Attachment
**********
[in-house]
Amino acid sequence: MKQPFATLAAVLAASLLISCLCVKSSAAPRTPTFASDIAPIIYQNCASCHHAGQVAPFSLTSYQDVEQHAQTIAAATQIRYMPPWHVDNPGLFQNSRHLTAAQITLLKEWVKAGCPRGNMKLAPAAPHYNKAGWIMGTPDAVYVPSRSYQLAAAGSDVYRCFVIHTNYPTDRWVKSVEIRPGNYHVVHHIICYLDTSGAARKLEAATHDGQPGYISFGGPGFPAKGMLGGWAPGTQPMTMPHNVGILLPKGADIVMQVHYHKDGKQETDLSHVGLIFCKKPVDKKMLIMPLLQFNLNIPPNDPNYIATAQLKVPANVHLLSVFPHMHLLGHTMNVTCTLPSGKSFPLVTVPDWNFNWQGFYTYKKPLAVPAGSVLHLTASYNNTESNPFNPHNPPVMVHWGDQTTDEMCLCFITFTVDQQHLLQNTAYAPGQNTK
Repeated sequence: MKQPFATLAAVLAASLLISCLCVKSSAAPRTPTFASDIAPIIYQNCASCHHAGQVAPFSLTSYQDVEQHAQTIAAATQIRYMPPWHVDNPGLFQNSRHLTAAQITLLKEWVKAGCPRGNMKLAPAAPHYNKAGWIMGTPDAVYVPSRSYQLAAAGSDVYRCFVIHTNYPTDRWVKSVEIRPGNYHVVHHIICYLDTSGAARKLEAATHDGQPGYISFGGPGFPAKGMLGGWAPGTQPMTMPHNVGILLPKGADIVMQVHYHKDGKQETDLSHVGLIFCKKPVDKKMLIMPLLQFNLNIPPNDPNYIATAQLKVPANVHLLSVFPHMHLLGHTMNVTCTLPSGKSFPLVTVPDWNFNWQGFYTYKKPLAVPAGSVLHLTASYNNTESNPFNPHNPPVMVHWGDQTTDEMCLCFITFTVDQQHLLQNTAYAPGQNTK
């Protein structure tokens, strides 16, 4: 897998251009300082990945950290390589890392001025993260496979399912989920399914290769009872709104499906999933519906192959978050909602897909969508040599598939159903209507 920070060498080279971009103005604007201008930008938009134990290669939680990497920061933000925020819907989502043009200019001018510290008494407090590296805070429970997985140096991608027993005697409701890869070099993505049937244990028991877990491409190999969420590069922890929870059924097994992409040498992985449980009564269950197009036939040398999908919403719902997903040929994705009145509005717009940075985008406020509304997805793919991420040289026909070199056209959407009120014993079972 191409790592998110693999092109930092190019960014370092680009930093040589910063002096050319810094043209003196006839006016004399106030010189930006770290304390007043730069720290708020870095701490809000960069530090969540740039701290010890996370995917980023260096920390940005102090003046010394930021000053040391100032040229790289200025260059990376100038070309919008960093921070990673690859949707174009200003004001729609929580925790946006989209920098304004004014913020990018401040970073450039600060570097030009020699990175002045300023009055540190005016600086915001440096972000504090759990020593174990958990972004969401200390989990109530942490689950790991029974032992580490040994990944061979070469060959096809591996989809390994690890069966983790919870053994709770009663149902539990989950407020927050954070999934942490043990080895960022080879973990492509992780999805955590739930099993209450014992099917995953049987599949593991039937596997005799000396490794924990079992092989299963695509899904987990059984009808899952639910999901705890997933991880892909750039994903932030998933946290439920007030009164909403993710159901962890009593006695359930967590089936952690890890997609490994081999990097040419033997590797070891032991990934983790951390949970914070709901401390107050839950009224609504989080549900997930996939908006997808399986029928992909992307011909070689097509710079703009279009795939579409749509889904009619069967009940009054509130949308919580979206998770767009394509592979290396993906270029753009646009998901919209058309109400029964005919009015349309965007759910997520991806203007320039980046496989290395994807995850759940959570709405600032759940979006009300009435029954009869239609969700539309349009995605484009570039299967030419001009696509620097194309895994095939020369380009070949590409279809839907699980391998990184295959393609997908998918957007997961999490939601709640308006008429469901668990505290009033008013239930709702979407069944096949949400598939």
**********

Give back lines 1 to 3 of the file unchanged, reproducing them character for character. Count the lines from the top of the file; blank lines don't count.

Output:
[in-house]
Amino acid sequence: MKQPFATLAAVLAASLLISCLCVKSSAAPRTPTFASDIAPIIYQNCASCHHAGQVAPFSLTSYQDVEQHAQTIAAATQIRYMPPWHVDNPGLFQNSRHLTAAQITLLKEWVKAGCPRGNMKLAPAAPHYNKAGWIMGTPDAVYVPSRSYQLAAAGSDVYRCFVIHTNYPTDRWVKSVEIRPGNYHVVHHIICYLDTSGAARKLEAATHDGQPGYISFGGPGFPAKGMLGGWAPGTQPMTMPHNVGILLPKGADIVMQVHYHKDGKQETDLSHVGLIFCKKPVDKKMLIMPLLQFNLNIPPNDPNYIATAQLKVPANVHLLSVFPHMHLLGHTMNVTCTLPSGKSFPLVTVPDWNFNWQGFYTYKKPLAVPAGSVLHLTASYNNTESNPFNPHNPPVMVHWGDQTTDEMCLCFITFTVDQQHLLQNTAYAPGQNTK
Repeated sequence: MKQPFATLAAVLAASLLISCLCVKSSAAPRTPTFASDIAPIIYQNCASCHHAGQVAPFSLTSYQDVEQHAQTIAAATQIRYMPPWHVDNPGLFQNSRHLTAAQITLLKEWVKAGCPRGNMKLAPAAPHYNKAGWIMGTPDAVYVPSRSYQLAAAGSDVYRCFVIHTNYPTDRWVKSVEIRPGNYHVVHHIICYLDTSGAARKLEAATHDGQPGYISFGGPGFPAKGMLGGWAPGTQPMTMPHNVGILLPKGADIVMQVHYHKDGKQETDLSHVGLIFCKKPVDKKMLIMPLLQFNLNIPPNDPNYIATAQLKVPANVHLLSVFPHMHLLGHTMNVTCTLPSGKSFPLVTVPDWNFNWQGFYTYKKPLAVPAGSVLHLTASYNNTESNPFNPHNPPVMVHWGDQTTDEMCLCFITFTVDQQHLLQNTAYAPGQNTK